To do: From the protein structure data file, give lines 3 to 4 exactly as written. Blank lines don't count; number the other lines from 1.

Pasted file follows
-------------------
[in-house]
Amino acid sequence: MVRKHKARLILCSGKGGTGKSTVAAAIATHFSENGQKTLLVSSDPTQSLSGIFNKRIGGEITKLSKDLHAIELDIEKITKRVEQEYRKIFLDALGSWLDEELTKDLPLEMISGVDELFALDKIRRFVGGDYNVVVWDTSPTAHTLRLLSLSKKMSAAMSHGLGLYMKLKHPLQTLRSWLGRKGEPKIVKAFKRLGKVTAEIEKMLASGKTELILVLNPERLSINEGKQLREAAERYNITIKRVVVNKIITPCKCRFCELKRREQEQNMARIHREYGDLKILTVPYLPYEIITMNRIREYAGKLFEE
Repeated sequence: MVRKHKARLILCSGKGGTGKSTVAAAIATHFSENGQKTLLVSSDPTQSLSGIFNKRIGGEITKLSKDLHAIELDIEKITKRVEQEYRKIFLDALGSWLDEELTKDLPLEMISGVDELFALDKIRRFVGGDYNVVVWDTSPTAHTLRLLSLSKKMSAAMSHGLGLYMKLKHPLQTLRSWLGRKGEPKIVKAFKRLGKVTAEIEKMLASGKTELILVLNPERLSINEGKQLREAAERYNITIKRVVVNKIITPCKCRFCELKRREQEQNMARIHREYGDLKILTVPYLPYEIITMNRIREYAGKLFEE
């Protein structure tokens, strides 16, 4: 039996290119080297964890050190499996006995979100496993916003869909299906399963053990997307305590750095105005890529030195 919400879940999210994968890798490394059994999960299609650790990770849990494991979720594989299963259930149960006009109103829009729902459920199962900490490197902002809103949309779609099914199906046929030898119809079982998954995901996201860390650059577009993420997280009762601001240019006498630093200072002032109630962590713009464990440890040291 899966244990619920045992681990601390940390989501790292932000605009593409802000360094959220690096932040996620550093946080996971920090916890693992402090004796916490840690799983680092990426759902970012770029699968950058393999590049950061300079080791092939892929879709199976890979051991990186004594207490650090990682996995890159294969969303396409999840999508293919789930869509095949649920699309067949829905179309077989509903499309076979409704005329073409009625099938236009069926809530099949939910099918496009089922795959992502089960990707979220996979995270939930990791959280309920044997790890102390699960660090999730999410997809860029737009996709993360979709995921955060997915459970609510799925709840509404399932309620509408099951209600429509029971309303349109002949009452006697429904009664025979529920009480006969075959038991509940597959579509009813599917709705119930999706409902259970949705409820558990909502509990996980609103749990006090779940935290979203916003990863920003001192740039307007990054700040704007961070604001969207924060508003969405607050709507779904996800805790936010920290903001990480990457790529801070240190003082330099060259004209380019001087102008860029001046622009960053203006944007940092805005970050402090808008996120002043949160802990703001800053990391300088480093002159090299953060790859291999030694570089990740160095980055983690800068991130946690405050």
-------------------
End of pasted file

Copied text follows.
Repeated sequence: MVRKHKARLILCSGKGGTGKSTVAAAIATHFSENGQKTLLVSSDPTQSLSGIFNKRIGGEITKLSKDLHAIELDIEKITKRVEQEYRKIFLDALGSWLDEELTKDLPLEMISGVDELFALDKIRRFVGGDYNVVVWDTSPTAHTLRLLSLSKKMSAAMSHGLGLYMKLKHPLQTLRSWLGRKGEPKIVKAFKRLGKVTAEIEKMLASGKTELILVLNPERLSINEGKQLREAAERYNITIKRVVVNKIITPCKCRFCELKRREQEQNMARIHREYGDLKILTVPYLPYEIITMNRIREYAGKLFEE
């Protein structure tokens, strides 16, 4: 039996290119080297964890050190499996006995979100496993916003869909299906399963053990997307305590750095105005890529030195 919400879940999210994968890798490394059994999960299609650790990770849990494991979720594989299963259930149960006009109103829009729902459920199962900490490197902002809103949309779609099914199906046929030898119809079982998954995901996201860390650059577009993420997280009762601001240019006498630093200072002032109630962590713009464990440890040291 899966244990619920045992681990601390940390989501790292932000605009593409802000360094959220690096932040996620550093946080996971920090916890693992402090004796916490840690799983680092990426759902970012770029699968950058393999590049950061300079080791092939892929879709199976890979051991990186004594207490650090990682996995890159294969969303396409999840999508293919789930869509095949649920699309067949829905179309077989509903499309076979409704005329073409009625099938236009069926809530099949939910099918496009089922795959992502089960990707979220996979995270939930990791959280309920044997790890102390699960660090999730999410997809860029737009996709993360979709995921955060997915459970609510799925709840509404399932309620509408099951209600429509029971309303349109002949009452006697429904009664025979529920009480006969075959038991509940597959579509009813599917709705119930999706409902259970949705409820558990909502509990996980609103749990006090779940935290979203916003990863920003001192740039307007990054700040704007961070604001969207924060508003969405607050709507779904996800805790936010920290903001990480990457790529801070240190003082330099060259004209380019001087102008860029001046622009960053203006944007940092805005970050402090808008996120002043949160802990703001800053990391300088480093002159090299953060790859291999030694570089990740160095980055983690800068991130946690405050």